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Sarah said at brunch this morning, “I love the new calendar app I found that’s so much better than the one that came with the phone.” I congratulated her but didn’t ask to see it or why it was better than the other one she used. I’m so disinterested in keeping my life at the touch of my fingers. I can understand the advantages of knowing where you’re supposed to be or where you are or where you’re going to be in the next week. But is that really so important in my life? It would be handy when I was away from my paper, spiral-bound, week-by-week calendar, to make that doctor’s appointment or know I was free to go to dinner on a certain date without saying, “I’ll check my calendar when I get home.” Just that last phrase sounds so old fashioned, eh?

And I guess I am old-fashioned in that way. But I’m not a Luddite. I mean I’m sitting here writing this blog on this computer and sending it out with the touch of a finger. I absolutely adore my iPhone and texting little nothings to my friends and being able to let folks know if I’m going to be late. I even went — albeit unwillingly — into social media although I think those days are limited. So it’s not that I couldn’t — in the sense of knowing how to keep a calendar on my phone — I just don’t want to give up my paper one and it’s stupid to keep both.

Besides, one of my favourite things at this time of the year is to write the first dates of the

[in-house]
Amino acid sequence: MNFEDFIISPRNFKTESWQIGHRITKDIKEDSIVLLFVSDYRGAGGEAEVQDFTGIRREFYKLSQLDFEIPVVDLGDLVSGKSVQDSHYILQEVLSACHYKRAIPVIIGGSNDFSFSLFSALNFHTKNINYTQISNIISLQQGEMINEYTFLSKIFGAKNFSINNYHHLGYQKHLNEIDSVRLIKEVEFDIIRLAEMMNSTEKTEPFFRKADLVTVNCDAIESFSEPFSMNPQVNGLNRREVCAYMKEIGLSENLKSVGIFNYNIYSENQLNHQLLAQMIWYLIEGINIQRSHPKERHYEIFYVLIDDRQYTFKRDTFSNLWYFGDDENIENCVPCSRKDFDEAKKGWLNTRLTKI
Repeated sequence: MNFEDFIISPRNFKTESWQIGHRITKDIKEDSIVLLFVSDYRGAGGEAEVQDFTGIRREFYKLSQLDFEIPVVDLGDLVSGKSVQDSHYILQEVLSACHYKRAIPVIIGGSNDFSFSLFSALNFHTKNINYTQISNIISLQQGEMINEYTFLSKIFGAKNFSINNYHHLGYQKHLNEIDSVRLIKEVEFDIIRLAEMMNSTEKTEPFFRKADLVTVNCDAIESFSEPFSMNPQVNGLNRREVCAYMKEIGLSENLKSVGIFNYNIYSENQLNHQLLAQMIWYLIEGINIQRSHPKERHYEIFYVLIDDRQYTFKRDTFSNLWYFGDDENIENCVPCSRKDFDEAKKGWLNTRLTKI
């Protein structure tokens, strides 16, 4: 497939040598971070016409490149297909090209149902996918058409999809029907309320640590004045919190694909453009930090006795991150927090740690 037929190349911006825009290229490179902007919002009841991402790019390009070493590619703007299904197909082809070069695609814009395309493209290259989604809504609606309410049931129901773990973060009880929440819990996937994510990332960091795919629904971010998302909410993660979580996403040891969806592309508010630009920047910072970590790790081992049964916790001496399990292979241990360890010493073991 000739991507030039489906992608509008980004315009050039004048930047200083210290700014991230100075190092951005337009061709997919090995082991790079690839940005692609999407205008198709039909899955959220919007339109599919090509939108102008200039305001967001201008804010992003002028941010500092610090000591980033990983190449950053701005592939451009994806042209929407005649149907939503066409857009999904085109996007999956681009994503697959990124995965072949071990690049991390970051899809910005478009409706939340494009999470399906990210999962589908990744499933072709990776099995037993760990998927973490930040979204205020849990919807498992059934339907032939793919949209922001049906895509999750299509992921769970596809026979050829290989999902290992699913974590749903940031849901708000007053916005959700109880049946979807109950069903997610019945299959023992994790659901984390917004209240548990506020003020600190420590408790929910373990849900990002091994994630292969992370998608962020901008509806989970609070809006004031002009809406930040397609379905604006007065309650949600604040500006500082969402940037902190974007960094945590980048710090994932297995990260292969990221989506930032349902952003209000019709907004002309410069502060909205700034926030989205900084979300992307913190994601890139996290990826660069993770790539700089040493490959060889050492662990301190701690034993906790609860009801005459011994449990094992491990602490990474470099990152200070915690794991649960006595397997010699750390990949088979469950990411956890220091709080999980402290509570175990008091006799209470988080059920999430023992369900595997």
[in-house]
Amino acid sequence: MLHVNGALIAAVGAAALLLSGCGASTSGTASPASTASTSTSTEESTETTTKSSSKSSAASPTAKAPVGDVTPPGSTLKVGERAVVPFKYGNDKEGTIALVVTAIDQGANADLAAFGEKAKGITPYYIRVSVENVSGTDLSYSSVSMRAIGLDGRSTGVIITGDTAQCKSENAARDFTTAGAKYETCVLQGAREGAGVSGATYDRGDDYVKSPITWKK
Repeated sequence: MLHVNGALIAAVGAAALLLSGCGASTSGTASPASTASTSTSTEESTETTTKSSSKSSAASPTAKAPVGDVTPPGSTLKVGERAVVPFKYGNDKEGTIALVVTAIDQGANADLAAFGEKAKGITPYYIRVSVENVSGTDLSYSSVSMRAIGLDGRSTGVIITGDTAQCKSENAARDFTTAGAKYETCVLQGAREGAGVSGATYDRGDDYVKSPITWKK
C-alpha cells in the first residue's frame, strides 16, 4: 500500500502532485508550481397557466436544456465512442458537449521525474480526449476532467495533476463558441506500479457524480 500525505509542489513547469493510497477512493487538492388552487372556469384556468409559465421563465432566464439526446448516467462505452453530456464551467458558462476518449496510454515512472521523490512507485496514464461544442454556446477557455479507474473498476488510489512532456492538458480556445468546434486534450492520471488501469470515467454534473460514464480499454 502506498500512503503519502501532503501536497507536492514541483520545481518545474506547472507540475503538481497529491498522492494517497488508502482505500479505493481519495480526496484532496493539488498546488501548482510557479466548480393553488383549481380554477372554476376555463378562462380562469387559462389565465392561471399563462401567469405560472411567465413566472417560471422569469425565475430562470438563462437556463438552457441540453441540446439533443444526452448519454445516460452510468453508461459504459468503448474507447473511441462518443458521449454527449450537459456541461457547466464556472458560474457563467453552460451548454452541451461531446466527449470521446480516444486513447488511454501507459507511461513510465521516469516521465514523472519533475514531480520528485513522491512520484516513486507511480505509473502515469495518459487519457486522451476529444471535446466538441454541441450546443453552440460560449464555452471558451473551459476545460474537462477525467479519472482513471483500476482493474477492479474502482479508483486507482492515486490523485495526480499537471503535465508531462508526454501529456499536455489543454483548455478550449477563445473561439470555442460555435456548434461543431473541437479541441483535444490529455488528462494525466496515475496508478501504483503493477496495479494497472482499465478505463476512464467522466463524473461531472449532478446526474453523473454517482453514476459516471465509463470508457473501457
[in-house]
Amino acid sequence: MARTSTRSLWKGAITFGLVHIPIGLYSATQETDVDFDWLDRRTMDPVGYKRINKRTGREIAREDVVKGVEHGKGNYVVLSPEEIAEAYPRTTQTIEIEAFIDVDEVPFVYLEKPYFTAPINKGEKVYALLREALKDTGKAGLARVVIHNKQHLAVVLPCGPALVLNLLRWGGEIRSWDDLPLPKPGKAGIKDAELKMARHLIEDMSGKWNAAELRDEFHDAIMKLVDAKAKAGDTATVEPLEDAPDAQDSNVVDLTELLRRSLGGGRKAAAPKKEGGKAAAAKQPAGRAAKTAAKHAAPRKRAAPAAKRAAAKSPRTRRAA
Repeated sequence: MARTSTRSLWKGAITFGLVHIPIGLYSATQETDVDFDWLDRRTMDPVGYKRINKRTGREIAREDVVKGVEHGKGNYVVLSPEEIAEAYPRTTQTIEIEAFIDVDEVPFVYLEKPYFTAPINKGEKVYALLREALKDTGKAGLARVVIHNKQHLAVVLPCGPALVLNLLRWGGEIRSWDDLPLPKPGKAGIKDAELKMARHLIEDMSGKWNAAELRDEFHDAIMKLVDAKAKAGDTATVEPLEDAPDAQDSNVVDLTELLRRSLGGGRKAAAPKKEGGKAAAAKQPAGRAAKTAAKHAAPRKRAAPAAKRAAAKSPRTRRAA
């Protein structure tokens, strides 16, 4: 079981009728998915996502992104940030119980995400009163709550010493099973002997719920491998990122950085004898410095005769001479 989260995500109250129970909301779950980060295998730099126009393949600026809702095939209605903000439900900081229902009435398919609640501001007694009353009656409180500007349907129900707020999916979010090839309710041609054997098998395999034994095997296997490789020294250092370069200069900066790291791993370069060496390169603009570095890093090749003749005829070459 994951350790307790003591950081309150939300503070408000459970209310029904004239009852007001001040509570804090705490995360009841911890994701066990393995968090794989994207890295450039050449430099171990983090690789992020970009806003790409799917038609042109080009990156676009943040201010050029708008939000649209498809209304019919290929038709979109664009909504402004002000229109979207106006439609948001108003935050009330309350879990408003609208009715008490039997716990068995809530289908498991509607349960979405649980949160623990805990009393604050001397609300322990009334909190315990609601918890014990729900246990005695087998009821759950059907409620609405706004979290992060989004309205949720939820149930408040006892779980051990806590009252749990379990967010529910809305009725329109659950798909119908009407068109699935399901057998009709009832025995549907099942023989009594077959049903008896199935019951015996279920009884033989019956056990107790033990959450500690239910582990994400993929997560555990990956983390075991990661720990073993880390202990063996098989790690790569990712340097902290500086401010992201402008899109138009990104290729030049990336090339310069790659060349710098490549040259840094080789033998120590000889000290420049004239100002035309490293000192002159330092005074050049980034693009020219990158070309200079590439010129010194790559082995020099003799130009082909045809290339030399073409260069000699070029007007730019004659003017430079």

My full-of-possibilities calendar for 2019

new year in my new calendar. I always buy the same kind which I think is part of my whole ritual. I love this little company out in Vancouver. When they send you your calendar, it’s always wrapped in paper just like packages used to be wrapped in Europe before plastic took over our world. I’ve been buying them for years and years. A while back, I suggested a change in the layout. The next day they wrote and thanked me for it and changed the design the next year — and sent me a free calendar for my idea.  I was impressed and have never been lured away by other fancy calendars that have tried to catch my eye.

I have a whole ritual I follow before I write my name on the inside cover and put the first date on the first pristine page. This may sound weird — but, hey, it’s my ritual not yours. To begin, I hold the new calendar to my heart and then I kiss it and wish it and me a very very happy new year. I couldn’t do that with my phone or laptop. Well, I guess I could but I would feel ridiculous then. I make all kinds of promises, too, before I start to write in it. I will keep it clean, only use pencil, erase-not-cross out broken dates, keep the tea cup far away so it doesn’t end up spilling on the calendar like happened in 2017. A new blank calendar holds so much possibility and promise especially after a particularly hard, challenging, bad year that 2018 handed me.

I’ll keep my 2018 calendar for a year and then I’ll shred it up. Before I moved, I shredded 23 years worth of calendars. I thought about keeping them so I could go back and see what I was doing in 1997 and who I was having lunch with or where I was working. It was a hard decision to get rid of them. I felt like I was getting rid of my past history but, hey, I’m the woman who burnt over 40 years of journals and I’m still here and remembering what I need to remember.

So I’m ready to open my new 2019 calendar and write all those January dates scribbled in the back of 2018 in anticipation. So many possibilities on those 352 days and nights. I’m looking forward to this new year in my new book.


Happy New Year Everyone.